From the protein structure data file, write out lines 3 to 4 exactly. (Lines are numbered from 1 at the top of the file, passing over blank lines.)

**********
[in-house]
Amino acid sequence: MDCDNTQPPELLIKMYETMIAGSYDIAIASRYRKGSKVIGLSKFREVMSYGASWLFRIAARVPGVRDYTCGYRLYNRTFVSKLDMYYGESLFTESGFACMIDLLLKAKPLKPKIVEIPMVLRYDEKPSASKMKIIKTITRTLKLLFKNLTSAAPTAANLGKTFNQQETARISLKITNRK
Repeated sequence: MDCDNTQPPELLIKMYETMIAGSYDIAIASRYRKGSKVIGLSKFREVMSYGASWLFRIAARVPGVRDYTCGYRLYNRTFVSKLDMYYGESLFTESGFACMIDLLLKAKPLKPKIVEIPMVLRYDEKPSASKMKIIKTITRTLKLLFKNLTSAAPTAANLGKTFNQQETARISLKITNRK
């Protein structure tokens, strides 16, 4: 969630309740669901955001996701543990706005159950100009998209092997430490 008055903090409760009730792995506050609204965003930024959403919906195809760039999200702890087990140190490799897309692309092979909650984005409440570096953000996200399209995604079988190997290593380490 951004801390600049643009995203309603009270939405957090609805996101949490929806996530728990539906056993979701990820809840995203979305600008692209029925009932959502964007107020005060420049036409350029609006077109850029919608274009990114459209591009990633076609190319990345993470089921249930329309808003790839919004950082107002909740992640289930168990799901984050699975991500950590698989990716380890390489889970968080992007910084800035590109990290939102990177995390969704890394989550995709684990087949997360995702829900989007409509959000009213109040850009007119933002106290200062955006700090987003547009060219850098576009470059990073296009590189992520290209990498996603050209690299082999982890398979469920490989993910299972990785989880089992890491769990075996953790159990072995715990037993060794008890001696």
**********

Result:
Repeated sequence: MDCDNTQPPELLIKMYETMIAGSYDIAIASRYRKGSKVIGLSKFREVMSYGASWLFRIAARVPGVRDYTCGYRLYNRTFVSKLDMYYGESLFTESGFACMIDLLLKAKPLKPKIVEIPMVLRYDEKPSASKMKIIKTITRTLKLLFKNLTSAAPTAANLGKTFNQQETARISLKITNRK
């Protein structure tokens, strides 16, 4: 969630309740669901955001996701543990706005159950100009998209092997430490 008055903090409760009730792995506050609204965003930024959403919906195809760039999200702890087990140190490799897309692309092979909650984005409440570096953000996200399209995604079988190997290593380490 951004801390600049643009995203309603009270939405957090609805996101949490929806996530728990539906056993979701990820809840995203979305600008692209029925009932959502964007107020005060420049036409350029609006077109850029919608274009990114459209591009990633076609190319990345993470089921249930329309808003790839919004950082107002909740992640289930168990799901984050699975991500950590698989990716380890390489889970968080992007910084800035590109990290939102990177995390969704890394989550995709684990087949997360995702829900989007409509959000009213109040850009007119933002106290200062955006700090987003547009060219850098576009470059990073296009590189992520290209990498996603050209690299082999982890398979469920490989993910299972990785989880089992890491769990075996953790159990072995715990037993060794008890001696």